A behavioral therapy called pivotal response treatment (PRT) boosts the communication skills of autistic children with language delay better than do standard speech and autism therapies, a small study suggests1.
PRT therapists use various strategies to motivate autistic children to talk during play. For instance, they may name a toy that a child shows interest in, but hand it over only if the child then requests it by name. They also teach parents to use similar strategies in their daily routines.
The treatment has been shown to improve communication skills and ease autism traits when therapists implement it2. It is also effective when trained parents deliver it3. The new work explores its effectiveness when both parents and therapists are involved, as the therapy’s creators intended.
“We don’t yet have very much information about the effects of combining clinician-delivered and parent-training for PRT in a controlled trial,” says co-lead investigator Grace Gengoux, clinical associate professor of psychiatry and behavioral sciences at Stanford University in California.
Gengoux and her colleagues found that 23 autistic children who received PRT for six months spoke more words and interacted with their parents more than did 20 controls. The findings appeared 6 August in Pediatrics.
“Changes within the parent-child interaction are incredibly important,” because they may help the child gain even more skills over time, says Brooke Ingersoll, associate professor of psychology at Michigan State University in East Lansing, who was not involved in the study. “Over time, you will see so many more opportunities for the child to use their skills, and that will lead to broader changes.”
Gengoux and her colleagues began with 48 children aged 2 to 5 years who have language delay; 24 of the children got PRT, and the other half were controls who could opt to receive PRT after the study ended. (They had to exclude one child in the treatment group and four controls from their analysis.) Most of the children in both groups also received an average of eight hours per week of a standard therapy called applied behavior analysis (ABA), and virtually all had some speech therapy.
The therapists treated the children at home for 10 hours each week for the first three months, and five hours every week thereafter. They also trained the children’s parents in using PRT strategies at home.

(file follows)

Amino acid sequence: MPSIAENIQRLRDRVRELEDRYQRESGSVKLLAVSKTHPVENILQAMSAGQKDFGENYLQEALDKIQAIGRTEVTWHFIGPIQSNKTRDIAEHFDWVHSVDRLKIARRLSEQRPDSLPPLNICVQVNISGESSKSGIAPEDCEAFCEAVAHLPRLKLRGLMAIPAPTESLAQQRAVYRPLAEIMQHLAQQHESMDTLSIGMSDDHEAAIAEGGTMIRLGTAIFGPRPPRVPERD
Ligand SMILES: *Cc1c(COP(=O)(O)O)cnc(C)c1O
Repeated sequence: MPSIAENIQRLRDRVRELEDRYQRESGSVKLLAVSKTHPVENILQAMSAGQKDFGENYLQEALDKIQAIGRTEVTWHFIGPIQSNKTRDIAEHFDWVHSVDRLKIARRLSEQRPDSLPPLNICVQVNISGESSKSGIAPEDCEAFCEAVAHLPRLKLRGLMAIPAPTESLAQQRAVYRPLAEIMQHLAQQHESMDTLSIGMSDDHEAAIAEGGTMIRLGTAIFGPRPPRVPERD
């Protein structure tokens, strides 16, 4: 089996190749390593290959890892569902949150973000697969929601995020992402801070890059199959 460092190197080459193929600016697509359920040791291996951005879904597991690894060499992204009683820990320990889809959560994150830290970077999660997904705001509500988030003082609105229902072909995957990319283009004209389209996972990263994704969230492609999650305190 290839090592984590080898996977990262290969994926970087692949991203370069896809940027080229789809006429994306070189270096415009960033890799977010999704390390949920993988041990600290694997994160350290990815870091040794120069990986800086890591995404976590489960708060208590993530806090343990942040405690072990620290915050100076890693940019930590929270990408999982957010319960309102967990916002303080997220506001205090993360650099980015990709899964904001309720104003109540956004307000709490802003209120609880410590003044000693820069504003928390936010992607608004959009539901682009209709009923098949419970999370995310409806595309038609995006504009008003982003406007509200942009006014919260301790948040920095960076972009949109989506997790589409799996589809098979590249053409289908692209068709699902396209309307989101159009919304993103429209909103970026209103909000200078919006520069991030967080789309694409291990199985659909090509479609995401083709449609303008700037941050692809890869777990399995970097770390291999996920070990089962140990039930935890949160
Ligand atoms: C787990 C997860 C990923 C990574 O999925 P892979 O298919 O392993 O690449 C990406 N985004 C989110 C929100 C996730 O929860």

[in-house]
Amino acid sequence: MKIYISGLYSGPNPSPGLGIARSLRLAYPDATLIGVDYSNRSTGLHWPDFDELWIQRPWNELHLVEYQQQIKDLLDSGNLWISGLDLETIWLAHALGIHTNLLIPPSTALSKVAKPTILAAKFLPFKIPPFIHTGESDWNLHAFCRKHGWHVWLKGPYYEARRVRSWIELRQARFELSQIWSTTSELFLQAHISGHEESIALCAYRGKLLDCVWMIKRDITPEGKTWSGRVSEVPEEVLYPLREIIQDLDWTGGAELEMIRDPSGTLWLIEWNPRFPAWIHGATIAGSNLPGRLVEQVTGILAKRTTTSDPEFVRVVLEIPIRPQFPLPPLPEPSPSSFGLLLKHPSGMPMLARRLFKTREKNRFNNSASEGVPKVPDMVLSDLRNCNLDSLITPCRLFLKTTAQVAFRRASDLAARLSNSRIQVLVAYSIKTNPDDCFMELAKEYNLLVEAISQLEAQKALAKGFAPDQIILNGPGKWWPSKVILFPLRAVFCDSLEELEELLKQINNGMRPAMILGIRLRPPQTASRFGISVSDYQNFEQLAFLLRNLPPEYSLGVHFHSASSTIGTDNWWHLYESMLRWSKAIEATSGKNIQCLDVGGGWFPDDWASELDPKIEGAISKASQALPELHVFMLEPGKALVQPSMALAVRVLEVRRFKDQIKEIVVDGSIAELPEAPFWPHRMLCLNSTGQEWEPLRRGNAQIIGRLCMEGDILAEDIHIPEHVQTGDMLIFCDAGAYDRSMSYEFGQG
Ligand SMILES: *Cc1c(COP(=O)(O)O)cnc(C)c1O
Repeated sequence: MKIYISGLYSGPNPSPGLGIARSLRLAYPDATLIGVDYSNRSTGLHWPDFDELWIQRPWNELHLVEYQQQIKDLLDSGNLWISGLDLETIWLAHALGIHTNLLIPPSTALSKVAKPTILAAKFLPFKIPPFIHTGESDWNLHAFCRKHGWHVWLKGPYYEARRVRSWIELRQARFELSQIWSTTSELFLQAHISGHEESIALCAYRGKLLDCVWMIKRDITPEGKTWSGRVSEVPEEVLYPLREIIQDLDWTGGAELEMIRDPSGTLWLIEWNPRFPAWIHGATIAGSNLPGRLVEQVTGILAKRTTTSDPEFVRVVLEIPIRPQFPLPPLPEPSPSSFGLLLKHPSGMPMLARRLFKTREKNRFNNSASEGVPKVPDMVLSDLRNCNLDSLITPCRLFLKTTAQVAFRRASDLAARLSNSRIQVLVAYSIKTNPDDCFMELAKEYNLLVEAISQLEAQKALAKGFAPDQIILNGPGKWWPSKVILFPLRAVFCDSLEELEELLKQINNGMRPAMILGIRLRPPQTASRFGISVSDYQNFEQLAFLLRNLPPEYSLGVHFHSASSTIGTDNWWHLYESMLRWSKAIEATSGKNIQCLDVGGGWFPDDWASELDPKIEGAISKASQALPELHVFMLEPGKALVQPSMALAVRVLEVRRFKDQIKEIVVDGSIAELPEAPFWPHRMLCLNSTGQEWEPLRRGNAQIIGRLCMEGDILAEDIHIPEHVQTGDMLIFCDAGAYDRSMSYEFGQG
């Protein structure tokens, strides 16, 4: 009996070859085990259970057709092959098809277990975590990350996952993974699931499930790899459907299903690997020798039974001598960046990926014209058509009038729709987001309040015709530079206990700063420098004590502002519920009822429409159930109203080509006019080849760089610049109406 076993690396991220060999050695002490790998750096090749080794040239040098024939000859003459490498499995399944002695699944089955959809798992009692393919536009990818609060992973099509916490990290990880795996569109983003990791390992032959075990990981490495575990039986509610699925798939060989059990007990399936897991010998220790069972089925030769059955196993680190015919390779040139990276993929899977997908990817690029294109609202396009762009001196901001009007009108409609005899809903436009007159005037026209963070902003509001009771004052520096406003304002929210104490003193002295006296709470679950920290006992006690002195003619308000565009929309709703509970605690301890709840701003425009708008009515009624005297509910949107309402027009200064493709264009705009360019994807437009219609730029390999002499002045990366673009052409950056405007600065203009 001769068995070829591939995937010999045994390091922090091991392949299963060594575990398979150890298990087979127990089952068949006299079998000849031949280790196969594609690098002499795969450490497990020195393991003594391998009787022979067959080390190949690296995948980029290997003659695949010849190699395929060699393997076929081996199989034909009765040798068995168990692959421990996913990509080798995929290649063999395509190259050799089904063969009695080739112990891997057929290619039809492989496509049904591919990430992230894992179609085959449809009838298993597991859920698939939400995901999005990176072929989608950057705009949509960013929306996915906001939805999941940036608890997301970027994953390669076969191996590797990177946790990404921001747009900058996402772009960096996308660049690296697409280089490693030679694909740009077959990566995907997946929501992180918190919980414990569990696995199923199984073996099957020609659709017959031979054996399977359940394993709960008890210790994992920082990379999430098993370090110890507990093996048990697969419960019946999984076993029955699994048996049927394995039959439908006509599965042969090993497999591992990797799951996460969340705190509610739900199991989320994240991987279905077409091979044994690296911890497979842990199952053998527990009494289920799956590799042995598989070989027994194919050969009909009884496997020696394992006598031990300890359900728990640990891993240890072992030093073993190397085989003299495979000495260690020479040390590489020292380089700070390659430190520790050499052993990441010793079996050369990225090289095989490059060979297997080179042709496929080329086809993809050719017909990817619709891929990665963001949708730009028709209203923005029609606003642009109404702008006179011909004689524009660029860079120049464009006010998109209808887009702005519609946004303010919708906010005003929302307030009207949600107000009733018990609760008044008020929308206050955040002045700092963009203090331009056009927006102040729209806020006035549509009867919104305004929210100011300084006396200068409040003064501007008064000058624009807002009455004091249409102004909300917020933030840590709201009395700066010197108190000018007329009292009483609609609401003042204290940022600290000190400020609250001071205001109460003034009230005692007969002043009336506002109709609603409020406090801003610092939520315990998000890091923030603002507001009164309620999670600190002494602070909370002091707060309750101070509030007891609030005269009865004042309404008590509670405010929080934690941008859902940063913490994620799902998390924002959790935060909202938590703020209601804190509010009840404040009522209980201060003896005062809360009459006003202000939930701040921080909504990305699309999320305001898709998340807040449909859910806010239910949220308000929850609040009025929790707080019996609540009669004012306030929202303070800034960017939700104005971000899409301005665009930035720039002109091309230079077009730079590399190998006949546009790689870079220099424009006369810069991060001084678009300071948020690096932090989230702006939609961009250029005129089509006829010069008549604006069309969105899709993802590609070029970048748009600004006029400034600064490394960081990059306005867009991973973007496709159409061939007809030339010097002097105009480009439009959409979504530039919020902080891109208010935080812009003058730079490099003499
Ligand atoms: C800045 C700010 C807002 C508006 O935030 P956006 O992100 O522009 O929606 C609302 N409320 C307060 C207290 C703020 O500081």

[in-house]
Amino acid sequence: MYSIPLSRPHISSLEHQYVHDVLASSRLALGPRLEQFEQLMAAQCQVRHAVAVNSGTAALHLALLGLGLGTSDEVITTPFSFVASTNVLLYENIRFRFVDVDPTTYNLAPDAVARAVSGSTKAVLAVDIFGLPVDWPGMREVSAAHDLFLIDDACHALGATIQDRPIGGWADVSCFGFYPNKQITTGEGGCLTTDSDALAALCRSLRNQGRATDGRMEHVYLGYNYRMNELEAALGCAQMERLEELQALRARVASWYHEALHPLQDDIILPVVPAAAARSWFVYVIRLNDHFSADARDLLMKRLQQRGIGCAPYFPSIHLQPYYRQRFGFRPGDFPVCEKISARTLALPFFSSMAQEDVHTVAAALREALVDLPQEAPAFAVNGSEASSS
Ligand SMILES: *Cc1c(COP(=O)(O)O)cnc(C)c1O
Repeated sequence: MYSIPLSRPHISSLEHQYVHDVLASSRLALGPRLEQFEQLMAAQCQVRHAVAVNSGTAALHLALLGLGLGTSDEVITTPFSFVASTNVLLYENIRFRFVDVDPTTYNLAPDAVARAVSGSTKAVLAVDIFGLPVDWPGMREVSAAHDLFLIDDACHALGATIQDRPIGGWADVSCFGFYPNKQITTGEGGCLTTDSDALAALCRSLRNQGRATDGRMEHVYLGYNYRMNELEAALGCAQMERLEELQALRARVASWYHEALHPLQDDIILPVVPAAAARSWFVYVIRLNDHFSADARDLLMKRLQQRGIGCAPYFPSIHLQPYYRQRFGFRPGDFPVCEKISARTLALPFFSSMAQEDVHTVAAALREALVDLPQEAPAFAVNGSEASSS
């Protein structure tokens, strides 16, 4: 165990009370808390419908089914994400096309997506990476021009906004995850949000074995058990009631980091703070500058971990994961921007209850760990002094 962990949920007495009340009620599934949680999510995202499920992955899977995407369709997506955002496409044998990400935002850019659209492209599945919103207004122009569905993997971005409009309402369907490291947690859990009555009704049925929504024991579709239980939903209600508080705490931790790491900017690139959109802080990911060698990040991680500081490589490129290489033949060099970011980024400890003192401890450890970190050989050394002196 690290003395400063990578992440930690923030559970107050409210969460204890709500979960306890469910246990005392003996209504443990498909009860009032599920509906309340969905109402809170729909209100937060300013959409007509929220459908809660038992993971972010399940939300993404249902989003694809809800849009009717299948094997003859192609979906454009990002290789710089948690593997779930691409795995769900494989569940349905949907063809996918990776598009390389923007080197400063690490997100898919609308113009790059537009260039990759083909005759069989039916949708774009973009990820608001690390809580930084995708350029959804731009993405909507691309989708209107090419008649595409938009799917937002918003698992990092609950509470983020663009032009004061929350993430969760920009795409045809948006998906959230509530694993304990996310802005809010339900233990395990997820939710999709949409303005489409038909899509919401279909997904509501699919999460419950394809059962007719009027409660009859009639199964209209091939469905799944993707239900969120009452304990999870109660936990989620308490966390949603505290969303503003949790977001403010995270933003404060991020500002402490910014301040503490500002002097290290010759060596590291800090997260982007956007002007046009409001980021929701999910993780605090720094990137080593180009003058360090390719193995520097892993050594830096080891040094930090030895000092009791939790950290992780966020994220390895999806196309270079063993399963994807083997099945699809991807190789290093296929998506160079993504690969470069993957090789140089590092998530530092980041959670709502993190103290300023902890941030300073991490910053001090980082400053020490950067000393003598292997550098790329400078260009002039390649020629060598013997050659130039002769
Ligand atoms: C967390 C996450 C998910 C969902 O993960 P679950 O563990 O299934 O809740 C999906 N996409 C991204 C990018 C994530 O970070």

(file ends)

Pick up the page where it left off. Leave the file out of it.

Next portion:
At the beginning and end of the study, the researchers took 10-minute videos of the parents playing with the children and coaxing them to communicate. They tallied how many times each child spoke during these sessions. They rated the severity of the children’s autism traits using a standard scale and assessed their social-communication skills. (The researchers did not know which children received PRT.) The parents also rated their child’s language and social skills.
Children in both groups averaged about 50 utterances at the start of the study. At the end, those who had received PRT averaged 71 utterances; the number remained unchanged for controls. The treatment also decreased the severity of autism traits relative to the other treatments.
The researchers’ severity ratings also suggest that the treatment eases social communication difficulties, and parent reports suggest it boosts the children’s vocabulary. However, PRT does not seem to improve sociability, communication, cognition or motor development any more than standard therapies do.
“What they didn’t see was a lot of generalization,” says Aubyn Stahmer, director of community-based treatment research at the MIND Institute of the University of California, Davis, who was not involved in the study. She says that improvements in other skill sets may emerge after a longer period of time, however.
To look for improvements over time, Gengoux and her colleagues plan to reassess all of the children from the PRT group after six months. Also, they are scanning the brains of a group of children who receive PRT to try to identify structures or activity patterns that predict response to the treatment or that change in response to it.